Few may be familiar with Diego Puerta’s bedroom acoustic project Dromedarios Mágicos, but the people know are the people whose opinion matters. Among early fans are AJ Dávila, Los Románticos de Zacatecas, and Belafonte Sensacional. But Diego’s not content with a few famous musicians singing his praises – he’s determined to make the world his fan, one intimate show at a time.
From the moment Puerta, a Chihuahua resident, uploaded his Bosque de San Marcos EP, he’s been hailed as Juan Cirerol’s successor. Yes, both are norteños who sing about heartbreak while strumming hard on their guitars; but I think the comparison doesn’t hold up entirely. Where Cirerol’s music displays firm roots in regional corridos and polkas, Dromedarios’ stuff is based on emo, and Mexican pop rock bands of the last decade. They both sing about love, but Juan relishes in the ashes of a breakup, and the all-consuming fire of passion. Diego, on the other hand, is a little more twee – pining for a beautiful girl to watch Netflix with, and sighing thinking that those moments might come to an end.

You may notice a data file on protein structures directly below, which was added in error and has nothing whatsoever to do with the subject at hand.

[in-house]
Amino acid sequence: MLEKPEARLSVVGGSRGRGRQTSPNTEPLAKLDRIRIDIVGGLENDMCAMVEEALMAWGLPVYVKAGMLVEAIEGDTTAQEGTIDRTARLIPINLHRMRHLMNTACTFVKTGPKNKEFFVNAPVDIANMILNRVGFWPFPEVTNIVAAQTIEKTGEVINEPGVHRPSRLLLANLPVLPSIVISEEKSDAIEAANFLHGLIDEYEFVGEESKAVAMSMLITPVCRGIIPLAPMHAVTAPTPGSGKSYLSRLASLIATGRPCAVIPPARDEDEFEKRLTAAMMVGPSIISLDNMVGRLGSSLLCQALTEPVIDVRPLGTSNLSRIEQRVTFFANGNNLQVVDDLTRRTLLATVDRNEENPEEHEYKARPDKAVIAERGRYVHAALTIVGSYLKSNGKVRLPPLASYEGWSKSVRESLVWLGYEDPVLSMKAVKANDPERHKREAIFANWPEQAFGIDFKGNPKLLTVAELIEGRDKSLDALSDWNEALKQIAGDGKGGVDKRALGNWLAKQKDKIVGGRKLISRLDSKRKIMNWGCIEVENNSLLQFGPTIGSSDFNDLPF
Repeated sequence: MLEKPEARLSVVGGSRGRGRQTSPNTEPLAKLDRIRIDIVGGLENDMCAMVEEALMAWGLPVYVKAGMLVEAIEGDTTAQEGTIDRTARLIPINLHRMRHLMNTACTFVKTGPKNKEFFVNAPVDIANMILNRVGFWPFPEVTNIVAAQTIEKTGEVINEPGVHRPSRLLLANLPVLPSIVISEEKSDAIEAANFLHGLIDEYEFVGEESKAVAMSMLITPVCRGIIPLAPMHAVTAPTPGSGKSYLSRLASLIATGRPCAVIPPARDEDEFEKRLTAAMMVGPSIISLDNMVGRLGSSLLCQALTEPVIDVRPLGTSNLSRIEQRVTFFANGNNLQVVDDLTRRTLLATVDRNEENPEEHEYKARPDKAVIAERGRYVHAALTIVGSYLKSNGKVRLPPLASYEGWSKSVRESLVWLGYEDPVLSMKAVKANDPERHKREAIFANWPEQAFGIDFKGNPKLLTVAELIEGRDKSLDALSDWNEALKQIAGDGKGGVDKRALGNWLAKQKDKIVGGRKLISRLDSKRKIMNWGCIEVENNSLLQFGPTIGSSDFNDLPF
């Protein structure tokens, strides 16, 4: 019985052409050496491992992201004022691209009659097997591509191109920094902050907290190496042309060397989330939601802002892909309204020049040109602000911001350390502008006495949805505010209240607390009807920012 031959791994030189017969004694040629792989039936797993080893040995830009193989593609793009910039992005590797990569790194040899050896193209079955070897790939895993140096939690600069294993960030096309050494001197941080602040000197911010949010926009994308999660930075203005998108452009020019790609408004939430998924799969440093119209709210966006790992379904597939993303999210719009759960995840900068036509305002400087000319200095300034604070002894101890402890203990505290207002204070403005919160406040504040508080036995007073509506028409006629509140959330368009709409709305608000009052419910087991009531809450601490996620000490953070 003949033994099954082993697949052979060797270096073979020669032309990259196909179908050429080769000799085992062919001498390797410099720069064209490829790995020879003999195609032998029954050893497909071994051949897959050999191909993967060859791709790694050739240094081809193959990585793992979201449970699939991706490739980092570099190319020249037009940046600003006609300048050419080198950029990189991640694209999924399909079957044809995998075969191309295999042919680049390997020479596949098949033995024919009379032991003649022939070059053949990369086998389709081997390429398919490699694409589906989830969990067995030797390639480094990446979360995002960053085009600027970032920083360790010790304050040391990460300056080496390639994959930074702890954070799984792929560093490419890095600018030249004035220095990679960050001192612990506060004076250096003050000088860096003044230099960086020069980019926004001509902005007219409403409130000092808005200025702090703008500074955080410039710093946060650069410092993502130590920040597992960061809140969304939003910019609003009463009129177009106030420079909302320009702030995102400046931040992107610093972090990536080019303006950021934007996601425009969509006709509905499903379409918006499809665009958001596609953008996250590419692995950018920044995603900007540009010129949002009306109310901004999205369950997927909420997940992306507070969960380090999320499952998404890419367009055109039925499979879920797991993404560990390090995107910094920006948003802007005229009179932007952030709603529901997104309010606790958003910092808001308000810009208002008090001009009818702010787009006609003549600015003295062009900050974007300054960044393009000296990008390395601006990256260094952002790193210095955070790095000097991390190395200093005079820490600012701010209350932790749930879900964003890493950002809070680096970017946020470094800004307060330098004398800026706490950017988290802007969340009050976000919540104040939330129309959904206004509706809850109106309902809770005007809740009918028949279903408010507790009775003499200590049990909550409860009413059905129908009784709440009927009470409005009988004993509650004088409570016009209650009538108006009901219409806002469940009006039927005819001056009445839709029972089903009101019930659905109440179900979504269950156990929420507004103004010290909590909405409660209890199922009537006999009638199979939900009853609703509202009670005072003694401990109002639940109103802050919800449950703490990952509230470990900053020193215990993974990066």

Cirerol and Dromedarios do share some common ground; namely their connection to their listeners, their no-nonsense delivery, and the desperation in their songs. Puerta’s voice is mid-rangey and sweet, and his melodies soulful. Still, there’s a rawness emanating from his feelings and bursting from his pores. It’s like punk rock, except waiting outside your school for you with cotton candy in hand.
“Pistache” is a prime example of everything that makes his effortless music so appealing. The video for the song –directed by Eduardo Makoszay for Metanoia— was filmed in Reykjavik, Iceland and shows a couple doing what normal Icelandic couples do: walking the streets, going for an ice cream, and watching the icebergs drift. It’s a very fitting piece of visual art for the DM’s music.
Maybe the Cirerol comparisons will help Dromedarios Mágicos find more listeners, but the project has enough personality to stand out on its own.